Xtrac develops seamless gearchange system
01 December 2010
The motorsport transmission specialist Xtrac has applied its high performance engineering skills to design and develop a seamless gearchange known as IGS or Instantaneous Gearchange System. The race car technology, which is protected by worldwide patents, is now ready for commercial development in the automotive sectors. The innovative system avoids the cost, mass and complexity of a dual clutch transmission (DCT) and initial applications will focus on electric vehicles.
Xtrac, whose award-winning hi-tech factory is based at Thatcham in Berkshire, UK, with satellite motorsport operations in Indianapolis and North Carolina, is already heavily involved in developing advanced driveline technology for prototype electric and hybrid vehicles. The company says its latest innovation could help further improve the efficiency of electric vehicles as well as conventional powertrains.
A conventional gearbox has the disadvantage that it is necessary to interrupt the engine torque to change gear, which compromises vehicle performance. By providing a seamless gearchange the IGS mechanism enhances vehicle performance. The application of this latest motorsport technology to motorbikes, cars, trucks and buses would enable them to use less fuel and reduce CO2 emissions.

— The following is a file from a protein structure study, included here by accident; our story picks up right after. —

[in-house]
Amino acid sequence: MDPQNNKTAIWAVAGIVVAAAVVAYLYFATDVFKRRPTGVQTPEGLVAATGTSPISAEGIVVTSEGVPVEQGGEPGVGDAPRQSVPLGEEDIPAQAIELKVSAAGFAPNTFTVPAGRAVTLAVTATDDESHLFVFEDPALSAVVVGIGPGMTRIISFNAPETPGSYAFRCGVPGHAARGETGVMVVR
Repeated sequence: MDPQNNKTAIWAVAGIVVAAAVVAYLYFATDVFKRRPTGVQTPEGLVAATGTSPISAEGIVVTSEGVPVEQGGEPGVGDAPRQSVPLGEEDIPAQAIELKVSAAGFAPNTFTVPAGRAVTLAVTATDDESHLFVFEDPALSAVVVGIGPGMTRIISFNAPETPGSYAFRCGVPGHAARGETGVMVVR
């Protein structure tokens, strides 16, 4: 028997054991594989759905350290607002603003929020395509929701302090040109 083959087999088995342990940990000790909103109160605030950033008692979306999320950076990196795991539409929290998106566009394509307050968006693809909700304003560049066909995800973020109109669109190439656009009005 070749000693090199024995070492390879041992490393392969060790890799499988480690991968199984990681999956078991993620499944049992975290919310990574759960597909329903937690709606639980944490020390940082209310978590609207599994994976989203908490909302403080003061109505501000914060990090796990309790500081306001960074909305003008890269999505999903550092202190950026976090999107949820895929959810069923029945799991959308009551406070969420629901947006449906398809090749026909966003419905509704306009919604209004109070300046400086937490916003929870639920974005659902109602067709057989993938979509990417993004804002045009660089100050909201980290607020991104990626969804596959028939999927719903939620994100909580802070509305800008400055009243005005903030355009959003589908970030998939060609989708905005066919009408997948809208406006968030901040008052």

Details of Xtrac’s simple mechanical system are being revealed for the first time to the automotive industry at the International CTI Symposium and Exhibition being held in Berlin from 29 November to 2 December 2010. This annual forum regularly attracts high level engineers and senior executives seeking information about the latest technical developments in automotive transmissions. Adrian Moore, technical director at Xtrac, will explain the finer points of IGS in a detailed engineering presentation to transmission engineers from vehicle manufacturers and high volume Tier 1 suppliers.
“When introducing new technology to the automotive mainstream it’s important to have progressed beyond the initial research and development phase,” says Moore. “Car makers like to see practical demonstrations to show that the technology actually works and is more than a concept. With our motorsport experience we have the advantage of two years of racing IGS with professional teams.”
Moore’s presentation will explain how Xtrac has integrated a ratchet and pawl mechanism between each gear hub and the main shaft so that two consecutive gear ratios can be selected and engaged simultaneously, but with only one set of gears driving.
Xtrac has considerable experience in the design and manufacture of transmission systems for experimental, prototype, pre-production and specialist low volume vehicles, and a study is already underway to implement IGS into a two-speed EV transmission with the aim of ensuring the optimum performance of the vehicle.
“Whilst there is a phase of test and development and NVH refinement work to follow, we believe this is a suitable initial application,” says Moore, who is already pursuing feasibility studies with a number of vehicle manufacturers.
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